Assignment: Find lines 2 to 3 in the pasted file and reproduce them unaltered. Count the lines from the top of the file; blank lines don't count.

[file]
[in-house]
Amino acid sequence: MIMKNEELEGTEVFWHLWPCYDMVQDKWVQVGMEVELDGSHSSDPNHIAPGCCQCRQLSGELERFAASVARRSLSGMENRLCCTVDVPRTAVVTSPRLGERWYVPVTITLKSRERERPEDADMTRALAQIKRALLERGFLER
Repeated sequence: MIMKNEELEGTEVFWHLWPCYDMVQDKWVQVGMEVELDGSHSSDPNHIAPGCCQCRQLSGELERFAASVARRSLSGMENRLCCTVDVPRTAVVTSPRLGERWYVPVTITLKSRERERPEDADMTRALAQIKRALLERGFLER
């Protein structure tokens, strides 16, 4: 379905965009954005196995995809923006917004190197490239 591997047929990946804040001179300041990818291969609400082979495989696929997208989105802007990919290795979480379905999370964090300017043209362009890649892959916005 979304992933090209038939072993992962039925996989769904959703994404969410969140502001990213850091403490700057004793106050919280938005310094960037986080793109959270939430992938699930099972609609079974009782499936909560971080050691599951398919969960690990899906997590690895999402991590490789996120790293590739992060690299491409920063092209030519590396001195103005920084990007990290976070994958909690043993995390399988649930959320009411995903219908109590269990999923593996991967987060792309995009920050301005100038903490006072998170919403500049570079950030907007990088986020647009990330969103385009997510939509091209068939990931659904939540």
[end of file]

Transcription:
Amino acid sequence: MIMKNEELEGTEVFWHLWPCYDMVQDKWVQVGMEVELDGSHSSDPNHIAPGCCQCRQLSGELERFAASVARRSLSGMENRLCCTVDVPRTAVVTSPRLGERWYVPVTITLKSRERERPEDADMTRALAQIKRALLERGFLER
Repeated sequence: MIMKNEELEGTEVFWHLWPCYDMVQDKWVQVGMEVELDGSHSSDPNHIAPGCCQCRQLSGELERFAASVARRSLSGMENRLCCTVDVPRTAVVTSPRLGERWYVPVTITLKSRERERPEDADMTRALAQIKRALLERGFLER